The Everlasting .22s

America’s first metallic cartridge was a .22 rimfire, and it was introduced more than 150 years ago. While that little .22 Short was first fired in Smith & Wesson’s tip-up revolver, it went on to broader use in many rifles. Because of its modest price, low noise and minimal recoil, those early.22 rimfire revolvers were very popular handguns. Some Civil War officers even carried them in pockets as defensive firearms. They must have been hugely optimistic, because a .22 doesn’t have a large enough bullet or velocity to be an ideal fighting load. This does not change the fact that the .22 rimfire handgun has long been a big part of a handgunner’s battery.

Along the way, there have been many other .22 cartridges, and most of them have been chambered for pistols or revolvers. One that hasn’t made its way into handguns is the .22 Winchester Auto, which is the initial and only round used in Winchester’s Model 1903 rifle. As a kid, I made a slick trade for one and painfully recall the anguish of having a neat little rifle for which there was no ammo. A very similar—but not interchangeable—cartridge is the .22 Remington Auto. Aside from a few oddities like the .22 Extra Long, most.22 rimfires are still in production. Both the .22 BB Cap and .22 CB Cap are efforts to reduce the range and power of the .22 for indoor practice and pest control. On the other side of things, there was an effort to get more power from the .22 with the .22 Winchester Rim Fire (.22 WRF). Initially made for the Winchester 1890 rifle, it was also used in some Colt revolvers. This was a step up the power scale from the .22 Long Rifle, and the WRF lasted until 1959 when the .22 Winchester Magnum Rimfire burst on the scene. Earlier .22 WRF ammunition will work in a .22 WMR arm, but not vice versa. The .22 WMR is the king of rimfire cartridges in the power sense. The latest news in the .22 WMR story is the development of short barrel loads for snubby revolvers.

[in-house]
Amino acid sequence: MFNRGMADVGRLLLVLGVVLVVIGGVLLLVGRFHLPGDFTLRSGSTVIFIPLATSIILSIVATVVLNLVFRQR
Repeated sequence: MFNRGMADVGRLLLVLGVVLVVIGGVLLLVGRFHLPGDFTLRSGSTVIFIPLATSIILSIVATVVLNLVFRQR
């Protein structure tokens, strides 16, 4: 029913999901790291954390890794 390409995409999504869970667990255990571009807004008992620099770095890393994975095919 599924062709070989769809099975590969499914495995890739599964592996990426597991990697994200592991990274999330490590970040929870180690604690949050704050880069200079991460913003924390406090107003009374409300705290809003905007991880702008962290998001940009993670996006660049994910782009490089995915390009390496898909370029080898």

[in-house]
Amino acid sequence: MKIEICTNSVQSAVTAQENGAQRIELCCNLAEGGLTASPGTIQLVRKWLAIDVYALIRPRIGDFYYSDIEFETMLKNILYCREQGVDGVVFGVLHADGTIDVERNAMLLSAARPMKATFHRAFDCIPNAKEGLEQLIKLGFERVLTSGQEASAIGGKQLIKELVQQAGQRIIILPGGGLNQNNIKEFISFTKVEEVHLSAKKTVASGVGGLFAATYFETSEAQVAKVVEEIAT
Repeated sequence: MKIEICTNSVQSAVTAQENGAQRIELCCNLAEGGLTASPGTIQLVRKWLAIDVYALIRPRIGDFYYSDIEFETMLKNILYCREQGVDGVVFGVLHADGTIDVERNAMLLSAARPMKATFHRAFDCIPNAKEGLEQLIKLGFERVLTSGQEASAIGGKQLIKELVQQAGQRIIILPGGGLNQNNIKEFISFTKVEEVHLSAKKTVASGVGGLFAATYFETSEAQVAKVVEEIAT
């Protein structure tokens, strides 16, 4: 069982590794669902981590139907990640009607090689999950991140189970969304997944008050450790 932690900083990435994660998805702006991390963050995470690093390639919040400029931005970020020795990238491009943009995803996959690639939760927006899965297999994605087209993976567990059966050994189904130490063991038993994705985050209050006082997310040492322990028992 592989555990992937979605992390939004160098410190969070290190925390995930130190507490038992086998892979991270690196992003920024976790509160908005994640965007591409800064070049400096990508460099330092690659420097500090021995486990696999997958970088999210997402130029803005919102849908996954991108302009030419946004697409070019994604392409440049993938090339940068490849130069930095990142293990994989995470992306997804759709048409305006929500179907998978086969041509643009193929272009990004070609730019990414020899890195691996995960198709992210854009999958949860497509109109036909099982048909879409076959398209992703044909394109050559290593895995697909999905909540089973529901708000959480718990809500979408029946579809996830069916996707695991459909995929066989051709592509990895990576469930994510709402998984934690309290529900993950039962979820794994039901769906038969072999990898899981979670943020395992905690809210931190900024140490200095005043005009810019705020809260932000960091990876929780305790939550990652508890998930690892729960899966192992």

We got the .22 Short in 1857, the .22 Long in (about) 1871 and the .22 Long Rifle in 1887. These three cartridges, along with the .22 WMR, constitute the greatest majority of American rimfire shooting. To be even more specific, most is done with the .22 LR and the .22 WMR. There is a bewildering array of ammo on the market for these two rounds, and while the WMR is more powerful, America’s most popular cartridge remains that nifty little .22 Long Rifle.

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3 Responses to The Everlasting .22s

BDBerzerker wrote:
August 27, 2012

The .22 is my favorite round for all around shooting fun. I have 2 pump actions, Winchester and a Rossi, a bolt action Marlin w/ 4x scope and a 10/22. All are tack-drivers. Like the Marlin with the tube feed magazine most. One hole groups all day. Can pick off black walnuts in the air with the 10/22. Also have a MK.III target. FUN,FUN,FUN!

Mack Missiletoe wrote:
August 16, 2012

I used to not like .22 rimfires that much but they have grown on me. My favorite is .22WMR with which I have a Marlin Bolt Action chambered for. I also like the Ruger Mark III in .22lr. You can buy affordable Marlin rifles for $100-200. You can pick up full size rimfire rifles with full size featurres like the Ruger 77/22 or 77/22 magum. And you can find many mods for guns such as the Ruger Mark II, III, and Ruger 10/22 that make them more suitable for target competition. Or pick up a nice Smith and Wesson Model 41 or custom target rifle. A .22WMR is nothing to sneeze at at about 1825 fps +. It is a modern rimfire hunting cartridge, much more modern than the .22lr, and it even looks pretty.

Walkin trails wrote:
August 16, 2012

For me, a .22 LR serves as a good training round. While I would not necessarily like to rely on one for self defense, the .22 has proven more effective in that role than many will admit. My concerns about a .22 for self defense is not their ballistics, but the fact that a RF round is more prone to misfires than a centerfire. Remember that the Israelis put them to good use in the hands of special operators protecting airline passengers in the 70s. In the hands of an expert, a .22 is a highly effective tool. That is the beauty of the round. Cost and recoil are so low that a dedicated student of the art can become an expert. And when the years of shooting large calibers have taken their toll in terms of arthritis, a .22 can still mean comfort.